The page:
Life is a Cinema Hall rating: (3.5 / 5) (This rating is only a snapshot. The details are in the words.)
In his sixth full-length feature directorial outing, Shaad Ali makes some unusual choices in how he narrates the real-life story of hockey player Sandeep Singh—not that those plot trajectories are all wrong or deficient. But you’d think that Soorma (Warrior), in getting a largely untold and less-covered-by-mainstream-media story to the cinema hall, would be more resilient and packed with a lot more gumption.
Not that Soorma is a bad movie. Far from it: it entertains and moves you at the right time and in the right measure and tones. Which, on closer look, is also its drawback. For Sandeep Singh (played by Diljit Dosanjh) did the unimaginable and the hopelessly unattainable that deserved more grit and punch. But more of that in a bit. The movie opens with a reel-life parallel to that melodic, part-Archie baked part-adrenalin-bumping entertainer Jo Jeeta Wahi Sikandar. Sandeep’s a happy-go-lucky chap staving off any talk of responsibilities that come from his family—father Gurcharan Singh (Satish Kaushik, delightfully understated and effective), mother Minaxi Singh and patriarch Avtar Singh (Jasmin Bajwa and Mahabir Bhullar, both very good). Then, there’s his elder brother Bikramjeet Singh (Angad Bedi), who’s their hope of financial redemption and also of representation in the Indian hockey team.
Sandeep’s already sworn off the game and the harsh and authoritarian coach Kartar Singh (Danish Husain, absolutely on the mark), while Bikramjeet soldiers on, carrying with him the dreams and future of his family. Sandeep isn’t idling though. He falls for Harpreet (Tapsee Pannu) who’s also coaching under Kartar. And if love makes the world go around, it also—for Sandeep at least—puts him back into the whiplashing thwacks of Kartar. For, he’s doing this to win the affections of Harpreet and eventually her family. And so the first half traipses along with spurts of hockey—that also bring onscreen coach Harry (Vijay Raaz)—the requisite training song sequence, the drag-and-flick technique, hummable Shankar-Ehsaan-Loy numbers (especially Ishq Di Baajiyaan), and the needle of familial responsibilities falling on Sandeep’s shoulders. The interval card cracks a horrifying gunshot that leaves you paralyzed with worry, even if you know the story ahead.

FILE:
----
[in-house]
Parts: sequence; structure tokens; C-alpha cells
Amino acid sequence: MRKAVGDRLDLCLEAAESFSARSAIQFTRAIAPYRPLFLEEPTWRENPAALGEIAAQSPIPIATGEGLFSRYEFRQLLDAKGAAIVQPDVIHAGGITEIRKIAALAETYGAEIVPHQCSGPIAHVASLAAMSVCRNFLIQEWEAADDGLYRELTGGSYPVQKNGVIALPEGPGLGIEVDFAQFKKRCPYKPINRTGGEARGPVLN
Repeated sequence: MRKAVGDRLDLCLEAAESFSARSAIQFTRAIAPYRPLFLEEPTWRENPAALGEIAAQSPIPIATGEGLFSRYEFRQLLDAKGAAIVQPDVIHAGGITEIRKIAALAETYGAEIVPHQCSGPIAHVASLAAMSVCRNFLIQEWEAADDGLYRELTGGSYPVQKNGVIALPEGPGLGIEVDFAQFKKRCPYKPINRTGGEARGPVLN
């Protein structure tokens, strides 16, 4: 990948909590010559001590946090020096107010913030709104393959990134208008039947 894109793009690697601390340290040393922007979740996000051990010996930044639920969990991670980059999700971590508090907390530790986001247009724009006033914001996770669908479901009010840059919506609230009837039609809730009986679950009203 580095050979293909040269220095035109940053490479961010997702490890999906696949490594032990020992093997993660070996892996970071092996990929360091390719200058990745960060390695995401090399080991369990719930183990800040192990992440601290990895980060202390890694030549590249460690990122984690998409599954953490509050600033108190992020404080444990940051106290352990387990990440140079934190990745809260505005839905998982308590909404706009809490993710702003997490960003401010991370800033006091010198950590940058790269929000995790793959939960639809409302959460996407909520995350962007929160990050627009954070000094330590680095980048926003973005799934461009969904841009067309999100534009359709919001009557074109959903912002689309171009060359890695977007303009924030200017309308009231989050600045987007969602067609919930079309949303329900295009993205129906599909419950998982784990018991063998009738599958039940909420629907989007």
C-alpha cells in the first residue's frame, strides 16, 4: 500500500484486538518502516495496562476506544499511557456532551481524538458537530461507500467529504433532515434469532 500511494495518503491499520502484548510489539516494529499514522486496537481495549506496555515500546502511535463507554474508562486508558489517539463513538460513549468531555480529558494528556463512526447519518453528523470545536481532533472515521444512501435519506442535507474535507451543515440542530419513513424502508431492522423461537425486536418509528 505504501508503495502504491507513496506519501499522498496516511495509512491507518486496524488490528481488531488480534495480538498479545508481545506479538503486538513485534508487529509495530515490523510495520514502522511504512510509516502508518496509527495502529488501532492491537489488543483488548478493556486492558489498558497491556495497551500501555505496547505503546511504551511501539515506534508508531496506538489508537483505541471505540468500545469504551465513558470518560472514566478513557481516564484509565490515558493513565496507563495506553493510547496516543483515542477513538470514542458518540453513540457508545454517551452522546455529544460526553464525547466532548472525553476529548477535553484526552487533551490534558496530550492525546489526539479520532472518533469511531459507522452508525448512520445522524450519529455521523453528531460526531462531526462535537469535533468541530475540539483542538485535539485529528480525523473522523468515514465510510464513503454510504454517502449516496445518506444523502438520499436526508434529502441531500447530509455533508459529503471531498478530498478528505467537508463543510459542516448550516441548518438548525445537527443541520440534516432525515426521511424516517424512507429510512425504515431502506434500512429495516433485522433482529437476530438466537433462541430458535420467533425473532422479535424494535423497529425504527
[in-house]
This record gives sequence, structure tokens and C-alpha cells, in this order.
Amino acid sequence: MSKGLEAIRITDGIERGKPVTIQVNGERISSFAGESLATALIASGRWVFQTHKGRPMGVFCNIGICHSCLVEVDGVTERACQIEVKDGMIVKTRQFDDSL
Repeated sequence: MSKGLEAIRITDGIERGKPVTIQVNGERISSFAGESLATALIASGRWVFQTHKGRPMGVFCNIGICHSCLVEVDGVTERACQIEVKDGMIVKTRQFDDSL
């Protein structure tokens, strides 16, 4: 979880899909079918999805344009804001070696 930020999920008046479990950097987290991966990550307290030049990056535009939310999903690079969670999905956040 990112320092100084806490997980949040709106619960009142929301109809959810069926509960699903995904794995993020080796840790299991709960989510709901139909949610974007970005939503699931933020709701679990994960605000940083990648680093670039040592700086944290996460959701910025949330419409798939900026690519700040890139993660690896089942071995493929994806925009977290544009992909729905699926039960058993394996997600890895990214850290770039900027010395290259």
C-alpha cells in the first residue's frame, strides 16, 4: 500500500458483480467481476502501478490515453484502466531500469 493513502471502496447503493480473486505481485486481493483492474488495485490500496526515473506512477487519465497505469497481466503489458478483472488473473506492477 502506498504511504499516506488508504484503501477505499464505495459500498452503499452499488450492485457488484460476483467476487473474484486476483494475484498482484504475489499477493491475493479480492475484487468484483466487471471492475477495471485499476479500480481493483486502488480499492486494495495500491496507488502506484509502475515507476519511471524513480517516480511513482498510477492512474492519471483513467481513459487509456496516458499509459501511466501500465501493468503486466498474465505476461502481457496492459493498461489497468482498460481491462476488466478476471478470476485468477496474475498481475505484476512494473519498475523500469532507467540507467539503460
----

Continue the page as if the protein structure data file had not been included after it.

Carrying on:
Post-interval, the movie charts Sandeep’s journey of despair and tribulations, which, in real life which would have included heartbreak and pushing mental and physical sinews to frontiers and levels that would’ve seemed impossible to just about anyone. And then of course, the player’s return to the game. Director Ali shows all of this in a way that’s never boring, and yet which is all too pat. Where you’d have wanted to see more of Sandeep’s struggles and his state-of-mind tuning, you get another song to tag his road to recovery in far-away Holland. What ought have to been an unbearable-to-watch and yet impossible-to-look-away-from segment is neatly wrapped, as if the director and his co-writers (Siva Ananth and Suyash Trivedi) didn’t want to cause you—or the honorable CBFC— much distress.